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    A fine study on energy and environmental peacebuilding with a focus on the Ganges-Brahmaputra-Meghna Basin.

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  • Krampe, Florian. “Water for Peace? Post-conflict Water Resource Management in Kosovo.” Cooperation and Conflict 52.2 (2016): 147–165.

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    This article provides an excellent example of how environmental peacebuilding can fail if deeper lying political fault lines on the ground are not considered.

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  • Krampe, Florian, and Suzanne Gignoux. “Water Service Provision and Peacebuilding in East Timor: Exploring the Socioecological Determinants for Sustaining Peace.” Journal of Intervention and Statebuilding 12.2 (2018): 185–207.

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    A broad discussion of water and post-conflict peacebuilding in East Timor.

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  • Walters, Todd J. “Environmental Peace-Building in Peru and Bolivia: The Collaboration Framework for Lago De Titicaca.” In Parks, Peace, and Partnership: Global Initiatives in Transboundary Collaboration. Edited by Michael S. Quinn, Len Broberg, and Wayne Freimund, 135–154. Calgary, BC: University of Calgary Press, 2012.

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    The authors in this longitudinal study analyze in detail why water cooperation between Bolivia and Peru could facilitate improved relations between both states during some time periods, but not others.

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  • Zawahri, Neda A. “Using Freshwater Resources to Rehabilitate Refugees and Build Transboundary Cooperation.” Water International 36.2 (2011): 167–177.

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    An excellent study on land and water in post-partition Punjab.

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Case-Based Insights from Other Fields

Environmental peacebuilding is a young and highly interdisciplinary research field. Consequentially, case studies from neighboring fields like environmental conflict, natural resource management, and development studies can greatly enrich our understanding of the topic. Several such excellent contributions exist that do not refer to environmental peacebuilding explicitly. Bogale and Korf 2007; Adano, et al. 2012; and Bukari, et al. 2018 all provide examples of how pastoralists and farmers in sub-Saharan Africa cooperate in the face of drought, and how such cooperation might contribute to peace. Taher, et al. 2012 and Lichtenthäler 2014 draw similar conclusion for water scarcity in conflict-ridden parts of Yemen. Using within-case comparisons, Tubi and Feitelson 2016 make an important contribution by disentangling the factors enabling Bedouin-Jewish cooperation during the 1957–1963 drought in southern Israel. Castro 2018 demonstrates that even in highly illiberal and violent settings, natural resource management and conflict resolution is possible. Johnson 2019, by contrast, shows that internationally supported environmental governance can reconfigure local power relations, hence leading to new inequalities and conflicts. Relevant insights on international projects are provided in Scheumann and Shamaly 2016 (on the Syrian-Turkish Friendship Dam) and Zikos, et al. 2015 (on bi-communal water infrastructure on the divided island of Cyprus).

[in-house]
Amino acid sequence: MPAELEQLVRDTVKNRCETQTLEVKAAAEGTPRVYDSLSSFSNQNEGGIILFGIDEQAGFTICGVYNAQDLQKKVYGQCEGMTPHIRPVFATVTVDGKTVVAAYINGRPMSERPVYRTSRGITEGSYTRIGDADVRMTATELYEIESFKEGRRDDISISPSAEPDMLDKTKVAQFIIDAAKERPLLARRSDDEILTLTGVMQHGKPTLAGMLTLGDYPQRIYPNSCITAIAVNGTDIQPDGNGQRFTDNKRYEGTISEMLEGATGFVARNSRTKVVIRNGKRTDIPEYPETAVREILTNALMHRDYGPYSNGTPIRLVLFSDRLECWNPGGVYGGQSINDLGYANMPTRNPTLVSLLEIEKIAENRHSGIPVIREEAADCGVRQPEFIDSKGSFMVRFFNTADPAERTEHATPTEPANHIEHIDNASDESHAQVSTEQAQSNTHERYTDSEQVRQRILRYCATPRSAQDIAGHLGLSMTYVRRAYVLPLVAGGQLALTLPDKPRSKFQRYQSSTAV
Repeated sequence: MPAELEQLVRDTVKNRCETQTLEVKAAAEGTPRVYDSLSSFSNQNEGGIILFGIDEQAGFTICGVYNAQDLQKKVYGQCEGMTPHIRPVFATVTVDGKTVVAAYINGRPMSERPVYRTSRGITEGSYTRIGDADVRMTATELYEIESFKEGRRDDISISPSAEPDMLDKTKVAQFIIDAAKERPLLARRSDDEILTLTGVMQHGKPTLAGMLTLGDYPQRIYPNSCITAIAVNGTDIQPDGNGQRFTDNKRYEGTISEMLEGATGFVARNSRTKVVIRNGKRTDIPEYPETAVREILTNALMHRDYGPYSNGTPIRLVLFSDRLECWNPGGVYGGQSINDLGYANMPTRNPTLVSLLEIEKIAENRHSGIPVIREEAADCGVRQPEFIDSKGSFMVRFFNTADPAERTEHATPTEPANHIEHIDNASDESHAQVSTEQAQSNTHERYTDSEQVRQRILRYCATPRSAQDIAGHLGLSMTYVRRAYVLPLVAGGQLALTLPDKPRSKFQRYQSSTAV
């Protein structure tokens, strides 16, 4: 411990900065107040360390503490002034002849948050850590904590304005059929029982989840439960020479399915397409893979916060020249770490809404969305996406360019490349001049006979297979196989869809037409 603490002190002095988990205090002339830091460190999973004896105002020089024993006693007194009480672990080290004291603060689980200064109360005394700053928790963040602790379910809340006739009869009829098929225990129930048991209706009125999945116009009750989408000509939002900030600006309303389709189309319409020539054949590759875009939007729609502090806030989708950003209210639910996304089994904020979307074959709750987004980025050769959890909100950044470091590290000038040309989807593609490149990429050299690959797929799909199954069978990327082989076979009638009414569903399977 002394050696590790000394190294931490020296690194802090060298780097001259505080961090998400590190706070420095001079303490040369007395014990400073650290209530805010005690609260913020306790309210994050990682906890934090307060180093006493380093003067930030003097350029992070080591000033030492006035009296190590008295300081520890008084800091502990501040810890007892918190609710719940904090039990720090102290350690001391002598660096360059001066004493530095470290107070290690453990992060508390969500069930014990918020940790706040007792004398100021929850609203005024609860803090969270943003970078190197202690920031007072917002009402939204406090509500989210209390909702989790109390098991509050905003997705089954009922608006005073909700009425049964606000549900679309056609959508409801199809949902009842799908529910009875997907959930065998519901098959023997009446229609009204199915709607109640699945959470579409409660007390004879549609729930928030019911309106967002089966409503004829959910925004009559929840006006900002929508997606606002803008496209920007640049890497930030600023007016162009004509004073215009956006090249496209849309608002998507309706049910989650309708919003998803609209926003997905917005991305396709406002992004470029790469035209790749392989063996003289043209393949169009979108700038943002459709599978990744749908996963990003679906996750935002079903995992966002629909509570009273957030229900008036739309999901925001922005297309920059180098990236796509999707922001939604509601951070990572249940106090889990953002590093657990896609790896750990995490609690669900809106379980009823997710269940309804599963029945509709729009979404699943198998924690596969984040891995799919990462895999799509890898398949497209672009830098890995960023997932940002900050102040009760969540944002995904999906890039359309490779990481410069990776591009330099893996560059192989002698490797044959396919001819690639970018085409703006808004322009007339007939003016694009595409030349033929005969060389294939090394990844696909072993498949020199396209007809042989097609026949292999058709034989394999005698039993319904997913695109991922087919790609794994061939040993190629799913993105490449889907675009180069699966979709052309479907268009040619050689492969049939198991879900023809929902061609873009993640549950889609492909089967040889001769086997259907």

• Adano, Wario, Ton Dietz, Karen M. Witsenburg, and Fred Zaal. “Climate Change, Violent Conflict and Local Institutions in Kenya’s Drylands.” Journal of Peace Research 49.1 (2012): 65–80.

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    An important study from the climate-conflict literature showing how drought can induce cooperation rather than conflict.

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  • Bogale, Ayalneh, and Benedikt Korf. “To Share or Not to Share? (Non-)Violence, Scarcity and Resource Access in Somali Region, Ethiopia.” Journal of Development Studies 43.4 (2007): 743–765.

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    The authors provide an insightful analysis of farmer-herder cooperation under drought in a conflict-prone region.

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  • Bukari, Kaderi Noagah, Papa Sow, and Jürgen Scheffran. “Cooperation and Co-existence between Farmers and Herders in the Midst of Violent Farmer-Herder Conflicts in Ghana.” African Studies Review 61.2 (2018): 78–102.

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    Brings theories of cultural neighborhood and everyday peace to the study of farmer-herder cooperation and conflict.

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  • Castro, A. Peter. “Promoting Natural Resource Conflict Management in an Illiberal Setting: Experiences from Central Darfur, Sudan.” World Development 109.1 (2018): 163–171.